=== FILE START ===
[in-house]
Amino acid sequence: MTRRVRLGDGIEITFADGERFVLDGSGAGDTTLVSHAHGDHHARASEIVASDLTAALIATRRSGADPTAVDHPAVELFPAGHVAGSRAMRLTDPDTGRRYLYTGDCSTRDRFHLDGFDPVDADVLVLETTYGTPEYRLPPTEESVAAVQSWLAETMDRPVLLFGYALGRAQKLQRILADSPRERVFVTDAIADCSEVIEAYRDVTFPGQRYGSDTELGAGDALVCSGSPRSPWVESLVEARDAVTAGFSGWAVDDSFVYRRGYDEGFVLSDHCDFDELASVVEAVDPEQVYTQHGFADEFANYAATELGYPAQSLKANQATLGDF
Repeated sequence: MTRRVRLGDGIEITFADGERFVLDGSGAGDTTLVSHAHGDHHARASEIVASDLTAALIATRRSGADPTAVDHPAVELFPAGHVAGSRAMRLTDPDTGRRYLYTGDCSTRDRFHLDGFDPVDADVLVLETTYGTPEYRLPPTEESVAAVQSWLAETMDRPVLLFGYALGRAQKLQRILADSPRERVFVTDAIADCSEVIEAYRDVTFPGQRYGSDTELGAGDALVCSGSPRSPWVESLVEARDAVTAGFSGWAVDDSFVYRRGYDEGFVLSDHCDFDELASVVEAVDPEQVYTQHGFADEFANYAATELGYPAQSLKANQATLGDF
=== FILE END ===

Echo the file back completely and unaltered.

[in-house]
Amino acid sequence: MTRRVRLGDGIEITFADGERFVLDGSGAGDTTLVSHAHGDHHARASEIVASDLTAALIATRRSGADPTAVDHPAVELFPAGHVAGSRAMRLTDPDTGRRYLYTGDCSTRDRFHLDGFDPVDADVLVLETTYGTPEYRLPPTEESVAAVQSWLAETMDRPVLLFGYALGRAQKLQRILADSPRERVFVTDAIADCSEVIEAYRDVTFPGQRYGSDTELGAGDALVCSGSPRSPWVESLVEARDAVTAGFSGWAVDDSFVYRRGYDEGFVLSDHCDFDELASVVEAVDPEQVYTQHGFADEFANYAATELGYPAQSLKANQATLGDF
Repeated sequence: MTRRVRLGDGIEITFADGERFVLDGSGAGDTTLVSHAHGDHHARASEIVASDLTAALIATRRSGADPTAVDHPAVELFPAGHVAGSRAMRLTDPDTGRRYLYTGDCSTRDRFHLDGFDPVDADVLVLETTYGTPEYRLPPTEESVAAVQSWLAETMDRPVLLFGYALGRAQKLQRILADSPRERVFVTDAIADCSEVIEAYRDVTFPGQRYGSDTELGAGDALVCSGSPRSPWVESLVEARDAVTAGFSGWAVDDSFVYRRGYDEGFVLSDHCDFDELASVVEAVDPEQVYTQHGFADEFANYAATELGYPAQSLKANQATLGDF